Why contraception matters

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Contraception is not a widely spoken of topic among women and couples. Over 200 million women worldwide would like to avoid a pregnancy, but they are not using an effective method of contraception. The reasons for this vary from country to country. The reasons revolve around the lack of supplies, cultural social beliefs and stigmas and political barriers, poor quality of services and most importantly the lack of education.  Since the introduction of contraceptive methods abortions and unwanted pregnancies have dropped drastically around the world. Our resource for this article is Dr. Roshan Zeirideen Zaid who is a Consultant Obstetrician, Gynaecologist, Fertility specialist & Laporoscopic surgeon at Lanka 
Hospitals Narahenpita. 

The need for contraception existed from the time the human race existed. Before the invention of pills and condoms women did so many unimaginable things to prevent a pregnancy. In ancient China women drank heated mercury soon after sex. Condoms made of sheep bladder and intestines were used. In ancient Egypt women would rub their genitals with crocodile dung and made vaginal pessaries out of the dung. In the 1960’s young American girls even poured coke into the vagina. The radical, dangerous and exotic list of such methods continues. 


What is contraception? 
Contraception is a deliberate act or the use of an artificial method or technique of trying to stop a pregnancy as a consequence of sex. Contraception simplified is an attempt to stop pregnancy.

How do contraceptive methods work?
Fertilization occurs when the sperm meets the egg. Different methods work with different principles.The following are contraceptive methods.
1) Barrier – preventing the meeting of sperm and egg
2) Destruction of gamete –sperms (spermicidal)
3) Stopping gamete formation – stopping egg production
4) Stopping the implantation – making the endometrium thin and unfavorable, foreign body preventing implantation
5) Time – having sex when it is impossible for gametes to meet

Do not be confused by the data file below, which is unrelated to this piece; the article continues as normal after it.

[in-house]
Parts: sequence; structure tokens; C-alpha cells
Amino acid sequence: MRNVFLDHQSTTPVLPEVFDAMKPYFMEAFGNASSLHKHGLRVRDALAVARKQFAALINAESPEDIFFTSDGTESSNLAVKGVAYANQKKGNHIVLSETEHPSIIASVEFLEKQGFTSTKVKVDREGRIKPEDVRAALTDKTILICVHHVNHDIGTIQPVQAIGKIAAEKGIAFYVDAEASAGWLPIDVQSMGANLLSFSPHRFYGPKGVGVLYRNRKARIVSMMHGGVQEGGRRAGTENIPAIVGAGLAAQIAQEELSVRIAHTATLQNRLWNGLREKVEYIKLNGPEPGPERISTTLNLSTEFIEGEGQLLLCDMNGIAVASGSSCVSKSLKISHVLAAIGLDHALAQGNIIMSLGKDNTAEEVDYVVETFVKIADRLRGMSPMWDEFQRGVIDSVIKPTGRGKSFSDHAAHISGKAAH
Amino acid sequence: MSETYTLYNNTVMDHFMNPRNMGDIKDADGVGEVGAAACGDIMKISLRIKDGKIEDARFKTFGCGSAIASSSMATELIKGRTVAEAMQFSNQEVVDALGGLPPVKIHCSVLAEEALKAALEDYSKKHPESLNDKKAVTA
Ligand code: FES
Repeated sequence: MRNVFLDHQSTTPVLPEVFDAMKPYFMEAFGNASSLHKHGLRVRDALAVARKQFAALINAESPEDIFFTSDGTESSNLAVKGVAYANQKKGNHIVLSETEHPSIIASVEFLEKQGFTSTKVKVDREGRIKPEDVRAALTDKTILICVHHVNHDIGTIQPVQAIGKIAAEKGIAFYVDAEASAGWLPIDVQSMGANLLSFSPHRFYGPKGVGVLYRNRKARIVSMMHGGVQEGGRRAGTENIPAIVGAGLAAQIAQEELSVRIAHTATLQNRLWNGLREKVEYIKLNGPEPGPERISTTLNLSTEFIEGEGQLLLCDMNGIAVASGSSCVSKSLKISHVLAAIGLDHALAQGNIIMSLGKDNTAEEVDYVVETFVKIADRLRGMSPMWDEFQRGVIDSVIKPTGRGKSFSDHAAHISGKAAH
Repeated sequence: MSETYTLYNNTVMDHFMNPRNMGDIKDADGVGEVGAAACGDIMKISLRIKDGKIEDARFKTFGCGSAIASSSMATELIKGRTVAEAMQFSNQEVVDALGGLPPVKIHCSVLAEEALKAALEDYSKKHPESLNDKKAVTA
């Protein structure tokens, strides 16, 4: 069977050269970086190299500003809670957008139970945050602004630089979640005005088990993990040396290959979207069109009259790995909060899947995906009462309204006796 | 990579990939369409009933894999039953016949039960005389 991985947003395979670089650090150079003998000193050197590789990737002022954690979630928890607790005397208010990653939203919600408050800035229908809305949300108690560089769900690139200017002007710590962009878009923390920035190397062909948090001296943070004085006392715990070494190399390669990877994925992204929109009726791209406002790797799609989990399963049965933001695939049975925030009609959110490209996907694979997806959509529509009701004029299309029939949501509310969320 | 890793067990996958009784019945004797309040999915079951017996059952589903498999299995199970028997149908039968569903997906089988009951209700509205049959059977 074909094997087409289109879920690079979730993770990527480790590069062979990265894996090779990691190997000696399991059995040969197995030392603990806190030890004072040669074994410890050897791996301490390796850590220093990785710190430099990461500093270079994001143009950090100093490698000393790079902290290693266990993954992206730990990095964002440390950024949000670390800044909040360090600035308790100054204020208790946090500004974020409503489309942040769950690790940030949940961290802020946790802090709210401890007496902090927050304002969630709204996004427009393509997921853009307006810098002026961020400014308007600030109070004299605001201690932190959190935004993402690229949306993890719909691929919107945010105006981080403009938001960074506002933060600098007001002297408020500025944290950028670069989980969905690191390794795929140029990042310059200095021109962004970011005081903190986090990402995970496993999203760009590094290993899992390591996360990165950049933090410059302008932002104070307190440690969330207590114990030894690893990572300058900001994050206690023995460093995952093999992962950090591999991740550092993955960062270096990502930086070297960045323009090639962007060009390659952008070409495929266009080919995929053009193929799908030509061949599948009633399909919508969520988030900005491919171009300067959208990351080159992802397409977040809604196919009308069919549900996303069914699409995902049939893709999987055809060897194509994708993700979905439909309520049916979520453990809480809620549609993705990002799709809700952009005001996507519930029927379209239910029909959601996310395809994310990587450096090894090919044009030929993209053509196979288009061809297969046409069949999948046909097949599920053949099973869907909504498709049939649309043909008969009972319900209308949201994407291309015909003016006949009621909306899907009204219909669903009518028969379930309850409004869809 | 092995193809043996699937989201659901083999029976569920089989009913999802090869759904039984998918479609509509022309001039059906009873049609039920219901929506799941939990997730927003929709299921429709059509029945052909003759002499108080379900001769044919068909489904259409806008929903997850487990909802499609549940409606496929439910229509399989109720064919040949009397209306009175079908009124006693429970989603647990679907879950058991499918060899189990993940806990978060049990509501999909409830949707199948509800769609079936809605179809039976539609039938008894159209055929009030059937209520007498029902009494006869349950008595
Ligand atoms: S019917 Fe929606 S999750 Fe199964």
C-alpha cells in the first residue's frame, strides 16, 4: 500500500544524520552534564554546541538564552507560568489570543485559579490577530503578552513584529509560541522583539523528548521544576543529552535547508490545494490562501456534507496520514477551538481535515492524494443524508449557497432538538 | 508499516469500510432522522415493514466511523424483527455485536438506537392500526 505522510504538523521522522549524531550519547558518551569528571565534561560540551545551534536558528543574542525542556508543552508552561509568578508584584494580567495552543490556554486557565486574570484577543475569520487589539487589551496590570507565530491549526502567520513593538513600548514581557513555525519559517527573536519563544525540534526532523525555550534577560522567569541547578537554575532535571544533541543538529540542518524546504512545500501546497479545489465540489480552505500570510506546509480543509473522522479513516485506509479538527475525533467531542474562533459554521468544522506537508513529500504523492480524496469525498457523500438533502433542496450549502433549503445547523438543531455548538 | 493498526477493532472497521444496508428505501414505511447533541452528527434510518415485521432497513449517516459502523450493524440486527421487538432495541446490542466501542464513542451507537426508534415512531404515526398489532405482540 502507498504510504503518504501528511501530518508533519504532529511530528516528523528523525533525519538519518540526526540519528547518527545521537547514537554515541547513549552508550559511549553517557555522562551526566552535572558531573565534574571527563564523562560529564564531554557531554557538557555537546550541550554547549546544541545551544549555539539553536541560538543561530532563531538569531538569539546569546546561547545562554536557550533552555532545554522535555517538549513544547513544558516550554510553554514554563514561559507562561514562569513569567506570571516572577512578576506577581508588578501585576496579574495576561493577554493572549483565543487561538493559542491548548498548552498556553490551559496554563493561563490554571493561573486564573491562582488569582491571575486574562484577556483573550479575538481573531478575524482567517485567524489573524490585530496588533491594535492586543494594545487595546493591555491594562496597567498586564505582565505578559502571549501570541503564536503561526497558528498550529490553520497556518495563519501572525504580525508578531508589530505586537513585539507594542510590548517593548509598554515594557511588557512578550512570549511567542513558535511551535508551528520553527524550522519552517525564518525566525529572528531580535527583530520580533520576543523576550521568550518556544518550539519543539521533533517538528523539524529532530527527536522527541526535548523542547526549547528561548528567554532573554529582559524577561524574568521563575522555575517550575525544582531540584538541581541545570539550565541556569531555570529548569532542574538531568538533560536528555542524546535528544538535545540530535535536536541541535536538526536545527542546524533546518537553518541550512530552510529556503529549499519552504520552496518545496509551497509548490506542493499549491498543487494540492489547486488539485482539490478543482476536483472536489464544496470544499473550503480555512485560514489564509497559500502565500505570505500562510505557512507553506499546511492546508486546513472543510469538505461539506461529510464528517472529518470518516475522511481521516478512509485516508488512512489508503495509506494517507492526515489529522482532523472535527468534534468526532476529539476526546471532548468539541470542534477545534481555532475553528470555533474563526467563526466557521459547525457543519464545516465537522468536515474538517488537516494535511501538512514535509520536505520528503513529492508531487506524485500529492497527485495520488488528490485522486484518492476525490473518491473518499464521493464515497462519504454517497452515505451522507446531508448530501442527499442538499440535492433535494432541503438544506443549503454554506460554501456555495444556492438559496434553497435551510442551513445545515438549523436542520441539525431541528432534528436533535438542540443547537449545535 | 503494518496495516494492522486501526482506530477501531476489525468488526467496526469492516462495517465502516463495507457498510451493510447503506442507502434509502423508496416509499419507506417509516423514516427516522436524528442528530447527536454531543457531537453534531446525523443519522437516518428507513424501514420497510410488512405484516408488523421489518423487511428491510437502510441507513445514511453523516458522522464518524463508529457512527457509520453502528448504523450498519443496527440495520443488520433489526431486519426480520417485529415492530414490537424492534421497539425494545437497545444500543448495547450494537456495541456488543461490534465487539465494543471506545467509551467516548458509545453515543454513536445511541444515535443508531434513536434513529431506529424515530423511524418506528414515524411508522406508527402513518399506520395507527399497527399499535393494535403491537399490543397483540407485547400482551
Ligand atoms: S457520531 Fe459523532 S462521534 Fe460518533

6) Preventing gamete entry - Withdrawal –sperms prevented from entering the uterus by withdrawal. Sperm stopped from coming out of the testes – vasectomy
7) Interruption of the path – the path gametes would travel to meet each other is interrupted – tubal ligation/clipping.


Why should a woman or a couple use contraception?

  • To stop or space pregnancies. 
  • To avoid unwanted or unintended or late-intended pregnancies. 
  • To prevent physical and psychological consequences of above said pregnancieseg abortion
  • To prevent potential maternal death
  • Preserve a woman’s health and for physical and psychological wellbeing. In some medical conditions a woman might have warranted to be unfit to fall pregnant or when it is dangerous to become pregnant.
  • Financial and other social reasons for delaying or stopping a pregnancy
  • The personal decision of a couple, man or a woman not to have an off spring at all
  • Non contraceptive benefits
  • To relief of dysmenorrhea (pain with periods) 
  • To relieve menorrhagia (heavy periods)
  • To achieve or establish cycle regulation/control. 
  • Protection of sexually transmitted diseases (STI)
  • Reduce oily skin, pimples, hair growth ie reduce androgenic effects
  • To have the desired cycle patterns


How can contraceptive devices be categorized?

  • Chemical – spermicide, ancient chemical methods
  • Withdrawal
  • Natural/calendar  method
  • Barrier 
  • Surgical 
  • Hormonal 
  • Intrauterine devises 
  • Intrauterine systems 



What types of contraceptive methods are available? 
There are over 15 methods of contraceptives available in the market.

  • Natural method – Calendar method- periodic abstinence during the fertile days and coitus interruptus (withdrawal method) 
  • Hormonal – tablets (combined pills and progesterone only pills), injectable, patches, rings, emergency contraceptive pills
  • Barrier methods – male and female condoms, diaphragms, caps
  • Intrauterine devices (IUD) –Copper loop and other different types of loops
  • Intrauterine system (IUS) – Mirena, Jaydess, eloira and others
  • Chemical – spermicides, sponges